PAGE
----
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I have made all the common mistakes which I am going to explain in a few that my students are making. By correcting those bad habits, I found myself working faster and more efficient, pumping out mixes that are widely accepted by all sorts of clients. I was a student once and working hard to perfect my mixing skills through experimenting and learning from the mistakes I made before. Thus don’t be afraid to make those mistakes yourself and improve from them.
This is the biggest problem that I observed from a lot of young engineers and students. We were taught at some point to get rid of all the muddiness in the mix, thus we rolled off all the low end and cut a lot of lower mid range on everything in the mix. I used to do that a lot as well, the mix is definitely cleaner because there’s no low end and mid range. That’s why the mix sounds very thin and it doesn’t translate well to consumer systems like a cars’ sound system and clubs’ PA systems. Learn to leave things as it is! Only cut when needed!
For example: Bass should have low end thus don’t cut the low end; Vocals should have low end and mid range otherwise it sounds thin and tiny. Very often my students came to me with their mix and I took off all their processing and sounded better immediately, the song came back to life. Only apply EQ if it needs to and apply EQ lightly while keeping the tone of the instruments as natural as possible.
I was told a long time ago not to compress too much in college and that was TOTALLY WRONG. When an instrument is super dynamic it’s impossible to control it manually with automation. In this case it’s better to resort to heavy compression. However it does take time finding the right compressor and an appropriate setting that allows you to compress 5-10db gain reduction without adding any “Overcompressed” artifacts to the original audio. Try using fast to medium attack and quickest release on the compressors and sometimes I even use a limiter to function as a compressor to control the peaks.
When your mix is well compressed, the mix will come together very naturally. In the real world, we often record the instruments with a lot of analog compression already, and then more in the mixing stage, everything is very well under control while giving you a sense of dynamic without being actually dynamic.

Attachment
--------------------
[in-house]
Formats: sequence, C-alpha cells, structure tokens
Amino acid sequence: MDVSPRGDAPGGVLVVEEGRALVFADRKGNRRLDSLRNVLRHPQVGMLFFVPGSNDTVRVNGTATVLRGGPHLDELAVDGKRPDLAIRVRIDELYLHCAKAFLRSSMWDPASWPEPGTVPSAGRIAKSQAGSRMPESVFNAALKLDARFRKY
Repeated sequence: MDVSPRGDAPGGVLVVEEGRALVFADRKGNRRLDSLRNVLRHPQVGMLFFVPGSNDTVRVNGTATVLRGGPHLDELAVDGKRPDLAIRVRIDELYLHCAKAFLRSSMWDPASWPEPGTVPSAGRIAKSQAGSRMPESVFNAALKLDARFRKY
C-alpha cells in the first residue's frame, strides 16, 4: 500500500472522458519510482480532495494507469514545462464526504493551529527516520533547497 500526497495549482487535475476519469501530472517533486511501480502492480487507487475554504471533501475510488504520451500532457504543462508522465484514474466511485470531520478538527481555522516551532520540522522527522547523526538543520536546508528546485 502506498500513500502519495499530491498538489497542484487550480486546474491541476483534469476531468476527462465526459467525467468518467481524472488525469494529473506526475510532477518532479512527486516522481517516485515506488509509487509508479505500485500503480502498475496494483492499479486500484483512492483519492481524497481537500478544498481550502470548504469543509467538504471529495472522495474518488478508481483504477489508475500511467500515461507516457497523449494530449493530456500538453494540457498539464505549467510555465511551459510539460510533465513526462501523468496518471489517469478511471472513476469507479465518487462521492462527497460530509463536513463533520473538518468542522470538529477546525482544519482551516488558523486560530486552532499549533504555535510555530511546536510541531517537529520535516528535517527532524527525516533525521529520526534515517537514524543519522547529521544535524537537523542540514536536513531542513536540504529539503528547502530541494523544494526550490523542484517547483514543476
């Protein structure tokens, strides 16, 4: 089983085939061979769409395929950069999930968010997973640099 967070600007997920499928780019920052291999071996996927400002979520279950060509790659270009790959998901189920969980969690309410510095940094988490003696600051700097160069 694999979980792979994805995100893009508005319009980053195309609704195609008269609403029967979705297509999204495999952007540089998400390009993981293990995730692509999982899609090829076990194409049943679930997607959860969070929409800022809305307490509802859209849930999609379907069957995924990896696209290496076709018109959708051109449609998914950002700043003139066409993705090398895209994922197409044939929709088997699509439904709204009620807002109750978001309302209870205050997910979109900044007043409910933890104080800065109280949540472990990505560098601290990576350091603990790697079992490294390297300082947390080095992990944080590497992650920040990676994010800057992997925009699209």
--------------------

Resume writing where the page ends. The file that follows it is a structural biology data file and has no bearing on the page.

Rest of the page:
Here’s a small tip: Use medium to slow attack and quick release for transient elements like drums and percussion or plucks etc. And use fast to medium attack and fast to medium release on chordal instruments such as pads and strings or piano.
Back when I was a young engineer, I thought using 1 reverb was enough, yes and no. Yes being it’s good enough for an average mix. But if you want a professional sounding mix, usually I’ll layer 2-3 different reverbs to create a more sophisticated sound scape and create more depth. On vocals, sometimes I’ll blend a small plate with a medium hall and large chamber to create a special vocal reverb.
I have been through a phase where I started mixing with all faders at 0 and then my master was clipping already even before I started mixing, and there’s no room for me to build my mix. In the digital and analog realm, headroom is very important for mixing. Pull your faders down 10db and start mixing from there. You’ll have more room to balance all the elements in your mix and more room to bring out the kick and snare so they hit harder without clipping anything in your master. Make sure your master is not clipping in your mix.
Begin your mix with panning and volume balancing. That’s where a good mix started. Once it feels good, then apply eq and compression where it needs. Leave things alone if they have no issues in the mix.
If you are a beginner, you probably don’t have a sound treated room and a less than average pair of monitors for critical listening. It’s very hard to make mixing decisions in such an environment even for myself. Therefore I always have a pair of headphones with me as they are the only thing sounding consistent especially if you have to do some work in the bass frequency, and make sure you always have sonic references that you are familiar with to compare your mix with to know if it’s up to par.
FYI, I love using the AirPods Pro as a reference.
Ultimately, mixing itself is an art. It takes time to develop an ear for mixing. Sometimes it’s hard to notice which frequencies are clashing, if the compression is working, or what you should avoid doing. However, with some simple rules and techniques, a solid mixed can be achieved much easier than you think. Also, having high-quality plugins will make your experience much better. Stock plugins are okay for an average mix, but if you want a more professional sound then you must invest into professional 3rd party software (Slate Digital, Waves Audio or iZotope to name a few).
Hope these tips help! Happy Mixing 🙂
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